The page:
Just another note - I use both a collar and a harness on him when traveling. He was in-between sizes for a gentle lead (I didn't like attaching the leash to his collar), and he just stopped growing at just that point!

His car harness was the only thing that fits him. So, if I was *going* to put him on some sort of travel stint without me, I would prefer to add a tag to the back of his harness hook in addition to the collar instead of chipping. Okay, okay... There's a LOT of info these days about chipping - I'm simply not a proponent of it. But I guess that is one of the traits that makes me an Alaskan at-heart. Not going with the flow...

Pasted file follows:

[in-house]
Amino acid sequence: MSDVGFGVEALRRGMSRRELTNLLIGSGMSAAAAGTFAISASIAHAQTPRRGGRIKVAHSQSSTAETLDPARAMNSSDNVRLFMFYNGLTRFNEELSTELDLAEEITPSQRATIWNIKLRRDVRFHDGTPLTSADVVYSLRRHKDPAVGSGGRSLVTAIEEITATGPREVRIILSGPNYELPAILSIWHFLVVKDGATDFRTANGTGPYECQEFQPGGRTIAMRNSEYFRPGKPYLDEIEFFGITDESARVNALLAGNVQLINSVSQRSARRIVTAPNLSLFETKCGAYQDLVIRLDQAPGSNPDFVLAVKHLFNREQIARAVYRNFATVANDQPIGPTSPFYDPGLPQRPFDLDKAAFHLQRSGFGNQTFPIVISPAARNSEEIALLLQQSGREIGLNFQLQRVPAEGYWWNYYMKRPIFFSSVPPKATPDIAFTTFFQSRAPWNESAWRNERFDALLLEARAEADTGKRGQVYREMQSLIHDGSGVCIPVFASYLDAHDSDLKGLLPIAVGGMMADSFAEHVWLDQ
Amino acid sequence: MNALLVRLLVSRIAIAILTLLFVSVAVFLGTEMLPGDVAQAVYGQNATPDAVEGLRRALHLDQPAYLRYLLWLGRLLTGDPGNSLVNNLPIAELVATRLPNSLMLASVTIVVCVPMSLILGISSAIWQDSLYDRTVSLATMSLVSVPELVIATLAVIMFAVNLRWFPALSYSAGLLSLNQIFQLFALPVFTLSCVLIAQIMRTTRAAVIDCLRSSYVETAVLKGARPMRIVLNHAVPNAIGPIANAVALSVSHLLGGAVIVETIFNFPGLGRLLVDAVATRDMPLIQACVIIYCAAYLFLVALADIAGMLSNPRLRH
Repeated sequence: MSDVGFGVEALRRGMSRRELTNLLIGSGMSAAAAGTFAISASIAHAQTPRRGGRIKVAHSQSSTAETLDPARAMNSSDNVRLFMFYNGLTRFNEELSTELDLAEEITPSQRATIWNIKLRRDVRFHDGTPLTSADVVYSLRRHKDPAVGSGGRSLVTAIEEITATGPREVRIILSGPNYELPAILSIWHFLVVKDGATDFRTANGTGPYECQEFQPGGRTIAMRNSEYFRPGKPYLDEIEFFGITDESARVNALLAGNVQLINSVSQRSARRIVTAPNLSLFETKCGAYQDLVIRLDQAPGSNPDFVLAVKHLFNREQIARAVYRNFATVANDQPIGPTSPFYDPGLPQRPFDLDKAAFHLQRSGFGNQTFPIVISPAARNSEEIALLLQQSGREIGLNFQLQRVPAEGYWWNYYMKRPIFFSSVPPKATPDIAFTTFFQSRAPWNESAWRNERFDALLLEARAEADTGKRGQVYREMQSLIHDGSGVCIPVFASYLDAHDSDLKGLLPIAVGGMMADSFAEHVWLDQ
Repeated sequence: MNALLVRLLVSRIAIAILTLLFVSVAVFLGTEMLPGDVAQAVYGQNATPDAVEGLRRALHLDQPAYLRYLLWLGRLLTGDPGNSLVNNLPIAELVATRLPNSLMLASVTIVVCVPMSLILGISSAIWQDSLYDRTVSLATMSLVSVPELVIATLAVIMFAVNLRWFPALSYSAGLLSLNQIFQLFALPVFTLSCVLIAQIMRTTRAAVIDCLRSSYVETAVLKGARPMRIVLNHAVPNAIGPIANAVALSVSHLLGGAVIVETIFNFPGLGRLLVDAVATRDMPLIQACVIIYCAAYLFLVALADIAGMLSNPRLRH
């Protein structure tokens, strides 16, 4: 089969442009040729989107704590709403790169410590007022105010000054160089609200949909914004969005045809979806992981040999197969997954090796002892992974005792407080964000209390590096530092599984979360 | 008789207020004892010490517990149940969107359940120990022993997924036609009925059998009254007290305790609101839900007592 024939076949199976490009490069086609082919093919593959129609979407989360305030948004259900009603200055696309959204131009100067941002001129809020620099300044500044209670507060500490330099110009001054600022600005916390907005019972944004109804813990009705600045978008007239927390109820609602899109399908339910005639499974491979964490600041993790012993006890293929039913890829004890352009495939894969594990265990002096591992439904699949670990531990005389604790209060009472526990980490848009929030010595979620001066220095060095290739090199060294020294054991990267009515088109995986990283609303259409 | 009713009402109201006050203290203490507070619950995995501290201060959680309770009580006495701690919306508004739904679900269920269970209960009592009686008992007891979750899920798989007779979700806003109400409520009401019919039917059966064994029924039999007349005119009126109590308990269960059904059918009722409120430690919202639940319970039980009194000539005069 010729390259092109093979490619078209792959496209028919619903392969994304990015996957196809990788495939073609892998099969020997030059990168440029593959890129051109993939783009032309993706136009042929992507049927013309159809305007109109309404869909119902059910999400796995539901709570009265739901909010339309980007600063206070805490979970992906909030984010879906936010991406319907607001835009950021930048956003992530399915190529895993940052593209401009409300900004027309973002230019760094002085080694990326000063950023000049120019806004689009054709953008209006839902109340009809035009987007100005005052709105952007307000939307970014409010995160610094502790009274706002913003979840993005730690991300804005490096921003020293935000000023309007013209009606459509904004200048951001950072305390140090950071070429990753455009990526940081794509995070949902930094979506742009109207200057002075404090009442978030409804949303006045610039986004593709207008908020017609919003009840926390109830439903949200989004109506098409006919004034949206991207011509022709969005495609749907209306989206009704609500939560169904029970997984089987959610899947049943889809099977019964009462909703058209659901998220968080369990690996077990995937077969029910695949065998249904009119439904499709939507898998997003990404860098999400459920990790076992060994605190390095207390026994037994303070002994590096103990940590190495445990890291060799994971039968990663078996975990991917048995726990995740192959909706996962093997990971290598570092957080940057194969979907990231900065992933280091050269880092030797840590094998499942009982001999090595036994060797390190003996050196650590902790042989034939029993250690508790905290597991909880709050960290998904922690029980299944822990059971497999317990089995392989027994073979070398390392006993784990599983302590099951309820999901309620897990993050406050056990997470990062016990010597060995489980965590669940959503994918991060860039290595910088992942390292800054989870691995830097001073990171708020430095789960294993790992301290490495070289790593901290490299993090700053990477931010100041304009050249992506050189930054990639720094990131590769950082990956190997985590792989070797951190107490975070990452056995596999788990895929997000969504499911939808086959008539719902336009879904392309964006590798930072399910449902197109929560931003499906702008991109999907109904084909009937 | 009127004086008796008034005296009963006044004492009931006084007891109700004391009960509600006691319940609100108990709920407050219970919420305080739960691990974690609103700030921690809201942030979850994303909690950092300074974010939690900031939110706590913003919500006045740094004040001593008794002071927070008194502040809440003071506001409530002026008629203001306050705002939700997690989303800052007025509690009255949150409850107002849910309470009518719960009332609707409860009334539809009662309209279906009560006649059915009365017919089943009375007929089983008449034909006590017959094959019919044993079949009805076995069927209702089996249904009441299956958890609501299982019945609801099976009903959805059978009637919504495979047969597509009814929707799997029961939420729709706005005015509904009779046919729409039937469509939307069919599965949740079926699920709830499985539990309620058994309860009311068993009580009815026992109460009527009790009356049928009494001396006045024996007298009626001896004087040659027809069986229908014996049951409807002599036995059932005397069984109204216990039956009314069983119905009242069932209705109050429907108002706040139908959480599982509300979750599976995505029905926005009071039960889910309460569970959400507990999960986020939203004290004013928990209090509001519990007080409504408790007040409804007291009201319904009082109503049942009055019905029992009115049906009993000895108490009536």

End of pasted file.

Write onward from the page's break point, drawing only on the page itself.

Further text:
I *do* have my Vet's number in my cell phone - speed dial.

Hey... Dreamhunter... we're in the same state. Are you an Alaskan wanna-be or someone who's returned? Or both?! I've been and am looking to return. Bc of my pup, I'm looking to drive the Alcan if I go - I was told this week by AMHS that the passport requirement has been postponed until at *least* 2009. (I'm not into chipping those either!) Anyway...

No intention to turn this into a chip-chat.

Alaska's a great place... ! And does not discriminate against pets or their human families - either of them chipped or unchipped.
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Old 02-27-2008, 08:24 AM
Location: Ladysmith,Wisconsin
1,587 posts, read 6,676,698 times
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Sorry not from Alaska,Wisconsin here.Would love Alaska for the hunting and such.